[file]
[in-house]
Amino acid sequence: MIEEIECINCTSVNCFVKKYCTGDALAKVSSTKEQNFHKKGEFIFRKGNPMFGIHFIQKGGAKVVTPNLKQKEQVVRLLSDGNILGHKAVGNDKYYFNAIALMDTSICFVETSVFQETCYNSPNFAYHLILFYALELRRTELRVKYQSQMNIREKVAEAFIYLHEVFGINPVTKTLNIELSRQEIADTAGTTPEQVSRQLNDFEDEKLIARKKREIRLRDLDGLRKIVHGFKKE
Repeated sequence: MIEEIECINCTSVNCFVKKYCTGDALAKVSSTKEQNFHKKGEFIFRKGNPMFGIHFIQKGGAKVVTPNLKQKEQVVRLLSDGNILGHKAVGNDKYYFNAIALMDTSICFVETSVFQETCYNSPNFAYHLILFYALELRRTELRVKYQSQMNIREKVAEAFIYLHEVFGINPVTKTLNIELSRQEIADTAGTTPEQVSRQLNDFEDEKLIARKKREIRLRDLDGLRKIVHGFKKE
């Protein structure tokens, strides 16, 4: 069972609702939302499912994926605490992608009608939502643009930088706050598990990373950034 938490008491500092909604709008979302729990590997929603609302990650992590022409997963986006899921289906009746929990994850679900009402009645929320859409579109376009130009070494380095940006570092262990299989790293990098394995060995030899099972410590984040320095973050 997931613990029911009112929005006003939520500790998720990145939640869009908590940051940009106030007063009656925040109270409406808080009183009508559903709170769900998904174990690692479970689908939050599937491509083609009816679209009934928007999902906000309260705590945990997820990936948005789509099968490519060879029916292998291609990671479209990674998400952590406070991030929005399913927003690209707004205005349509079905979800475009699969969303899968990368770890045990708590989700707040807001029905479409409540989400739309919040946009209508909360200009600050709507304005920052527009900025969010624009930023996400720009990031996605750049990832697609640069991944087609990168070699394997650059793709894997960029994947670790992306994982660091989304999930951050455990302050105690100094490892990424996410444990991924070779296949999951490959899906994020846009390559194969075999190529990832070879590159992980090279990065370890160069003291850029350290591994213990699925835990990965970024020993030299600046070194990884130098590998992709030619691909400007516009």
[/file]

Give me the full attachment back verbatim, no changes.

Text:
[in-house]
Amino acid sequence: MIEEIECINCTSVNCFVKKYCTGDALAKVSSTKEQNFHKKGEFIFRKGNPMFGIHFIQKGGAKVVTPNLKQKEQVVRLLSDGNILGHKAVGNDKYYFNAIALMDTSICFVETSVFQETCYNSPNFAYHLILFYALELRRTELRVKYQSQMNIREKVAEAFIYLHEVFGINPVTKTLNIELSRQEIADTAGTTPEQVSRQLNDFEDEKLIARKKREIRLRDLDGLRKIVHGFKKE
Repeated sequence: MIEEIECINCTSVNCFVKKYCTGDALAKVSSTKEQNFHKKGEFIFRKGNPMFGIHFIQKGGAKVVTPNLKQKEQVVRLLSDGNILGHKAVGNDKYYFNAIALMDTSICFVETSVFQETCYNSPNFAYHLILFYALELRRTELRVKYQSQMNIREKVAEAFIYLHEVFGINPVTKTLNIELSRQEIADTAGTTPEQVSRQLNDFEDEKLIARKKREIRLRDLDGLRKIVHGFKKE
């Protein structure tokens, strides 16, 4: 069972609702939302499912994926605490992608009608939502643009930088706050598990990373950034 938490008491500092909604709008979302729990590997929603609302990650992590022409997963986006899921289906009746929990994850679900009402009645929320859409579109376009130009070494380095940006570092262990299989790293990098394995060995030899099972410590984040320095973050 997931613990029911009112929005006003939520500790998720990145939640869009908590940051940009106030007063009656925040109270409406808080009183009508559903709170769900998904174990690692479970689908939050599937491509083609009816679209009934928007999902906000309260705590945990997820990936948005789509099968490519060879029916292998291609990671479209990674998400952590406070991030929005399913927003690209707004205005349509079905979800475009699969969303899968990368770890045990708590989700707040807001029905479409409540989400739309919040946009209508909360200009600050709507304005920052527009900025969010624009930023996400720009990031996605750049990832697609640069991944087609990168070699394997650059793709894997960029994947670790992306994982660091989304999930951050455990302050105690100094490892990424996410444990991924070779296949999951490959899906994020846009390559194969075999190529990832070879590159992980090279990065370890160069003291850029350290591994213990699925835990990965970024020993030299600046070194990884130098590998992709030619691909400007516009």